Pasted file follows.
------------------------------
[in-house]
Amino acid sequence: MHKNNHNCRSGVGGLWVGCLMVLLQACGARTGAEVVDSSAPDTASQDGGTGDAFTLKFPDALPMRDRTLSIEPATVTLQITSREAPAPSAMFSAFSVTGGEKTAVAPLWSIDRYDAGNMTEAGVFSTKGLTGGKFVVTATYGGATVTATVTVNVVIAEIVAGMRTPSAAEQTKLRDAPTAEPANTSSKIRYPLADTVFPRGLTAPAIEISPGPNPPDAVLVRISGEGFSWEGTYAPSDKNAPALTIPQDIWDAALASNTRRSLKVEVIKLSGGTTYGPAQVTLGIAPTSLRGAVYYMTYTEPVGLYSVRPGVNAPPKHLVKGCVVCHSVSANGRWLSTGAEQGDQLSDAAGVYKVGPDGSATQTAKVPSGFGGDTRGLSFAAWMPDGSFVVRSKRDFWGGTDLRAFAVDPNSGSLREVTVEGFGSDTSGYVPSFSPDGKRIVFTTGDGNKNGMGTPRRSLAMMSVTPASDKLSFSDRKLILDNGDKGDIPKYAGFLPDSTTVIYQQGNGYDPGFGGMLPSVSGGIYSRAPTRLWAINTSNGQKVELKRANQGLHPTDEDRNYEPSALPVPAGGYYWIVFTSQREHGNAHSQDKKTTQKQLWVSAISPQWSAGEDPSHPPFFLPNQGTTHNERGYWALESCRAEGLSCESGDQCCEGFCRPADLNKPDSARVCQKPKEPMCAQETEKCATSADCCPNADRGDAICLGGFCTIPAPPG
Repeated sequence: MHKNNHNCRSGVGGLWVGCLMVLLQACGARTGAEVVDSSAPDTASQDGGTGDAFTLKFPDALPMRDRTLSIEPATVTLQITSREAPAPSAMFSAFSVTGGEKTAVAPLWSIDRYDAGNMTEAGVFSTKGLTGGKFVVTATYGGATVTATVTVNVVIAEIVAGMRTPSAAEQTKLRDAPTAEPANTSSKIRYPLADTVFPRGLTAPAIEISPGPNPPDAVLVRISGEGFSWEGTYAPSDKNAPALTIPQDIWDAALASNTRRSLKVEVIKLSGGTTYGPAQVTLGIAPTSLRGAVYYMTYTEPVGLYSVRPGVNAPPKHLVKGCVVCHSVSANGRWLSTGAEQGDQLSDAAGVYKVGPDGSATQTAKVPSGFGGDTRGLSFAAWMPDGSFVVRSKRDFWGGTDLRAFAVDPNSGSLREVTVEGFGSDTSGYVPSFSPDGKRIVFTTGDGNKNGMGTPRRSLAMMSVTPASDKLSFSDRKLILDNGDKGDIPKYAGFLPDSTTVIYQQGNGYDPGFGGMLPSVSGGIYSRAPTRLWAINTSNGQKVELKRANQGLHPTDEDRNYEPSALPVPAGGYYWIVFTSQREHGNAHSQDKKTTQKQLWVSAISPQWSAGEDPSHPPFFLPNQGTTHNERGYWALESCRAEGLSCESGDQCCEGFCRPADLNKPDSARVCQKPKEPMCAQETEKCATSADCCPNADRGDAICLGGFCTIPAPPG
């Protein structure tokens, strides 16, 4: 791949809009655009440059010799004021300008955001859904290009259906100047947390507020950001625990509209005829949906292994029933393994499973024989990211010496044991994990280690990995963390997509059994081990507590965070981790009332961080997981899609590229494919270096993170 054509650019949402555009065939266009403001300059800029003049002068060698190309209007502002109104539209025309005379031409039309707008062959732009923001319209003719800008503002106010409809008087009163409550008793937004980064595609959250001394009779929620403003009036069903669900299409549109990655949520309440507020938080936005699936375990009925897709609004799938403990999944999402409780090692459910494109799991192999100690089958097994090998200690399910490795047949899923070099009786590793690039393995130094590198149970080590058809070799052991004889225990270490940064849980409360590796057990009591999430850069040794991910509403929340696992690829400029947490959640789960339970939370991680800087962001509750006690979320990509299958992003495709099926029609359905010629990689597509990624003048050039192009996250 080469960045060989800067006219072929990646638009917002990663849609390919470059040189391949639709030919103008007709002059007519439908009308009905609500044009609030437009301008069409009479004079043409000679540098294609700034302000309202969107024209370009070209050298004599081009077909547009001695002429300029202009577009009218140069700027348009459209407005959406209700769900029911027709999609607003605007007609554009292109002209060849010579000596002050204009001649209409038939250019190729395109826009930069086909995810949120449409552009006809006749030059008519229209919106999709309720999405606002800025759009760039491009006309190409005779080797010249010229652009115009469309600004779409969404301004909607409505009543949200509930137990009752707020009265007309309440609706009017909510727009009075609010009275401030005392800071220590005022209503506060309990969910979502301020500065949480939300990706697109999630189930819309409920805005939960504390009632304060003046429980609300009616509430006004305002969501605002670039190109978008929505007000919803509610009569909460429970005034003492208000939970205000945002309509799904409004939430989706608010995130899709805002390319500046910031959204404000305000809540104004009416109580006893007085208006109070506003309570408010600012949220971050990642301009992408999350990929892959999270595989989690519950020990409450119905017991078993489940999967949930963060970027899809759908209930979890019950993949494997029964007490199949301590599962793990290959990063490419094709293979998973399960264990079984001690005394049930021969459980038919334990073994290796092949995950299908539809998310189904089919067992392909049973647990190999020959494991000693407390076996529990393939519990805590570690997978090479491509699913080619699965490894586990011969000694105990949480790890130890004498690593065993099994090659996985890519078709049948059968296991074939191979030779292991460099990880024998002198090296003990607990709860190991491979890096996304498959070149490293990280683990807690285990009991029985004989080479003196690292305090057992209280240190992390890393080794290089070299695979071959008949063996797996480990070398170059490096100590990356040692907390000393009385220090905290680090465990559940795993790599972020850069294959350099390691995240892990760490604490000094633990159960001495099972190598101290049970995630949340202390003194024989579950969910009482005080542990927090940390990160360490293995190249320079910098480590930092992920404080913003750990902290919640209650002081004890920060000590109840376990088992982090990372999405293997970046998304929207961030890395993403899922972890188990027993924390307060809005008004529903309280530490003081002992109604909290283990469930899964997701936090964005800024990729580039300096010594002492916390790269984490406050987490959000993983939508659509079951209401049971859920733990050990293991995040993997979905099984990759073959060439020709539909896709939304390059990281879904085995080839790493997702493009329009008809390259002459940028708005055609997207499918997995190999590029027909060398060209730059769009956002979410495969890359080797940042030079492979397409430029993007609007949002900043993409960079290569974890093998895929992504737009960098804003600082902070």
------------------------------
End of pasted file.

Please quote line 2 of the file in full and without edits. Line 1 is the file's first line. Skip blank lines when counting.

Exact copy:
Amino acid sequence: MHKNNHNCRSGVGGLWVGCLMVLLQACGARTGAEVVDSSAPDTASQDGGTGDAFTLKFPDALPMRDRTLSIEPATVTLQITSREAPAPSAMFSAFSVTGGEKTAVAPLWSIDRYDAGNMTEAGVFSTKGLTGGKFVVTATYGGATVTATVTVNVVIAEIVAGMRTPSAAEQTKLRDAPTAEPANTSSKIRYPLADTVFPRGLTAPAIEISPGPNPPDAVLVRISGEGFSWEGTYAPSDKNAPALTIPQDIWDAALASNTRRSLKVEVIKLSGGTTYGPAQVTLGIAPTSLRGAVYYMTYTEPVGLYSVRPGVNAPPKHLVKGCVVCHSVSANGRWLSTGAEQGDQLSDAAGVYKVGPDGSATQTAKVPSGFGGDTRGLSFAAWMPDGSFVVRSKRDFWGGTDLRAFAVDPNSGSLREVTVEGFGSDTSGYVPSFSPDGKRIVFTTGDGNKNGMGTPRRSLAMMSVTPASDKLSFSDRKLILDNGDKGDIPKYAGFLPDSTTVIYQQGNGYDPGFGGMLPSVSGGIYSRAPTRLWAINTSNGQKVELKRANQGLHPTDEDRNYEPSALPVPAGGYYWIVFTSQREHGNAHSQDKKTTQKQLWVSAISPQWSAGEDPSHPPFFLPNQGTTHNERGYWALESCRAEGLSCESGDQCCEGFCRPADLNKPDSARVCQKPKEPMCAQETEKCATSADCCPNADRGDAICLGGFCTIPAPPG